The Fayetteville Arsenal
The Fayetteville Arsenal was built in Fayetteville, North Carolina in 1838. In April 1838 the Arsenal was constructed of brick and stone. An octagonal tower rested in each corner of the Arsenal with an iron gate guarding the entrance. Most of the inside walls were lined with shops, housing, and barracks, while the main arsenal building was positioned in the center of the compound. After the War of 1812, the United States government realized that the factories that distributed weapons and ammunition was not adequate for the defense of the country and therefore built the Arsenal. The arsenal continued to grow as the Civil War sustained and became completely operational by 1865.
Backstory and Context
The arsenal was surrendered to North Carolina militia forces and turned over to the Confederate States of America in May 1861. When the Harpers Ferry Arsenal, in present day West Virginia, fell to Union forces, rifle making machinery from that location was relocated to the Fayetteville Arsenal. Because the equipment from Harpers Ferry was installed at the Arsenal, it became a major supplier of small arms to the Confederate troops. The main building was known as the Fayetteville Rifle. Here the arsenal could produce around 500 rifles per month and other various numbers of other larger ordnance, cartridges, swords, and bayonets. Workers from the Harpers Ferry Arsenal had relocated with their families to Fayetteville to work in the shops. Many young woman were also employed from the local area for cartridge assembly and as clerks.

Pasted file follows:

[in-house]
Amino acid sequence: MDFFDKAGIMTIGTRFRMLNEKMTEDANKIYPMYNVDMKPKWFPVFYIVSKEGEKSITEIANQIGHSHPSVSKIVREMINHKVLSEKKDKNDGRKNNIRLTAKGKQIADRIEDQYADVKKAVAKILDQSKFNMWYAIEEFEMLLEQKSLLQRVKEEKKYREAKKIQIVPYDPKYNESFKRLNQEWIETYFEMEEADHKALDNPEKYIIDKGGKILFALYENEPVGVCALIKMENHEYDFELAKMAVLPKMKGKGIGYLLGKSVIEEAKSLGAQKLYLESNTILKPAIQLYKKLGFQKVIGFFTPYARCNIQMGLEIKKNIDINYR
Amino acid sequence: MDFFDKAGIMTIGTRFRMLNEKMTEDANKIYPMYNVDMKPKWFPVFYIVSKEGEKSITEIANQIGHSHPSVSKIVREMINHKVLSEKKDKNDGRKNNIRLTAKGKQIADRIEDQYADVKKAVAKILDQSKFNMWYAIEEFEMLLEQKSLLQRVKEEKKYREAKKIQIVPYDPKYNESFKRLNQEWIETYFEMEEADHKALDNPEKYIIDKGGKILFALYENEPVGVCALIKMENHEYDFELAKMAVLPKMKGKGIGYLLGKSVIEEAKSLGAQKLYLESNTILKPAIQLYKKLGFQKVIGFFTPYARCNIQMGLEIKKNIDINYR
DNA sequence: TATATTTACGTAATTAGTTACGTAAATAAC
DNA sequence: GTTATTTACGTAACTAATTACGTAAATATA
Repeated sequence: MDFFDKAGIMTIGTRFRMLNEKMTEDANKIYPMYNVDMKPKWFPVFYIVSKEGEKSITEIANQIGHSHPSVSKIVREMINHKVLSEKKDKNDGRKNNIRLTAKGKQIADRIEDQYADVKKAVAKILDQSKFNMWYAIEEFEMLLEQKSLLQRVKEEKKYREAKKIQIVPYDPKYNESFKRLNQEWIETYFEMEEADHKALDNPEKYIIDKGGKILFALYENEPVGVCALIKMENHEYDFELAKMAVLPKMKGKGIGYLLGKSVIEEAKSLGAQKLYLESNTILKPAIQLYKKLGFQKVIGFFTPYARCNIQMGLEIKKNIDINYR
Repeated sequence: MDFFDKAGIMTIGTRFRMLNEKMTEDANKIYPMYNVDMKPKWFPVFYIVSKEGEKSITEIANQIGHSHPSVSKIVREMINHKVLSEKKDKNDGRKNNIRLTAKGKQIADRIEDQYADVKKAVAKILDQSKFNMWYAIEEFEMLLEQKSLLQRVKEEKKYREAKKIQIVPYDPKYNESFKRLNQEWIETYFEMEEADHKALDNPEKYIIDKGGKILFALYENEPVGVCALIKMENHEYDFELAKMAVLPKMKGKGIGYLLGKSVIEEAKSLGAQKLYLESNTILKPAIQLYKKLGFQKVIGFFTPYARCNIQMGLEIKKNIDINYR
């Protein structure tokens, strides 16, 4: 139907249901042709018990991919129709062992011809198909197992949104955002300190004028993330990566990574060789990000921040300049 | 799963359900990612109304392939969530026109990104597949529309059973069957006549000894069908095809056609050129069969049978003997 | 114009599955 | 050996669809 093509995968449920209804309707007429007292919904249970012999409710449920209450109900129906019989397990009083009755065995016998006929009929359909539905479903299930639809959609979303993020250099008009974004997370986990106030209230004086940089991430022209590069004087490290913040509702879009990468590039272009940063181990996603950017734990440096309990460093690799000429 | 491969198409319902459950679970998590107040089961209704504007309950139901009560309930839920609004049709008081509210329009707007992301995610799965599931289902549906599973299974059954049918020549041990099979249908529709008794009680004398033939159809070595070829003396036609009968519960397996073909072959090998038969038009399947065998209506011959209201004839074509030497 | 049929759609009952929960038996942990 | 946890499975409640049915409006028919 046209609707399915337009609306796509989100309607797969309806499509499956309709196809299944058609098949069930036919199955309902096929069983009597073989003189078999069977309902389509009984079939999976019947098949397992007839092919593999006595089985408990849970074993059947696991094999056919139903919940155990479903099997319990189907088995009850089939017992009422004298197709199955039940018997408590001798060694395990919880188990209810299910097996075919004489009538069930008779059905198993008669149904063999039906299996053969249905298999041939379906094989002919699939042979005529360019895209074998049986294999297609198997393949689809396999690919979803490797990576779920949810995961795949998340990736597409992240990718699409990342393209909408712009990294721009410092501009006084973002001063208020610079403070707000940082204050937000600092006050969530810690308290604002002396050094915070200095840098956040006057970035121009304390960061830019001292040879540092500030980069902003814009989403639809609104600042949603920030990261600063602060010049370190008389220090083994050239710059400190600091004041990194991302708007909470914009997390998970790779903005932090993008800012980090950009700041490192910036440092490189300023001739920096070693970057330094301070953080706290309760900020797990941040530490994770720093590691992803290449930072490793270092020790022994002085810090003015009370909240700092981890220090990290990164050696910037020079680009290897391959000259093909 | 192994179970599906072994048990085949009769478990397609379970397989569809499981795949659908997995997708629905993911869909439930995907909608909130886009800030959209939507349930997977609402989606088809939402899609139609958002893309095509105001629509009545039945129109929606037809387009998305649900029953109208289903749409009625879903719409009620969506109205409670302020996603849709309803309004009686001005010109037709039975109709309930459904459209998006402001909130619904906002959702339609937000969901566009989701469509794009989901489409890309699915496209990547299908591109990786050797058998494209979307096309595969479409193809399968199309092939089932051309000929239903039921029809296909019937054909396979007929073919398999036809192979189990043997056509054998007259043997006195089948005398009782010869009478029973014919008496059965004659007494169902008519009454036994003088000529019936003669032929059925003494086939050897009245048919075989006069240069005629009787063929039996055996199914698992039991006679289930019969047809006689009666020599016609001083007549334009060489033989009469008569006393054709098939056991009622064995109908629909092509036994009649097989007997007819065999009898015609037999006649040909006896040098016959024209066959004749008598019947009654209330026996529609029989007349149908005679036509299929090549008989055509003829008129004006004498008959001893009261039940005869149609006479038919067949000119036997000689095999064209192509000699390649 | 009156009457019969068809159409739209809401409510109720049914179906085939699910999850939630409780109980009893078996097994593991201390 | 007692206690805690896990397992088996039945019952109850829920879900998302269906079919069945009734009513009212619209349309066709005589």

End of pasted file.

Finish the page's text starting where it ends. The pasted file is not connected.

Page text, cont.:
In 1865, Union General William T. Sherman led his force during the Carolina Campaign to capture the Fayetteville Arsenal. Though the Confederate forces showed resistance, the force became engulfed by the number of the Union troops and the firepower which they used. The stores and equipment had all been removed and placed in other locations by the time Sherman entered Fayetteville and took possession of the Arsenal. The Harpers Ferry rifle manufacturing machinery was rumored to have been hidden in the Egypt, NC coal mines. On his way through Fayetteville, Sherman ordered the Arsenal be burned to the ground. The Union soldiers knocked down buildings and set fire to the rubble. The fire caused artillery shell remains to explode and this completed the Arsenal’s demise. The Arsenal was burned and rendered completely useless.
Very little of the Fayetteville Arsenal remains are still at the actual site today. A partial frame from an outbuilding and a historical land marker, as well as other fragments of the Arsenal, can be seen on display at the Museum of the Cape Fear Historical Complex. Visitors can explore the site, which contains extant ruins with explanation signage; a steel semblance of the Northwest tower called the "ghost" tower as well as two Civil War Trail markers. The hours of operation for the museum are Tuesday-Saturday, 10:00 a.m. to 5:00 p.m.; Sunday, 1:00 to 5:00 p.m. and closed on all Mondays. The arsenal site was listed on the national Register of Historic Places in 1983.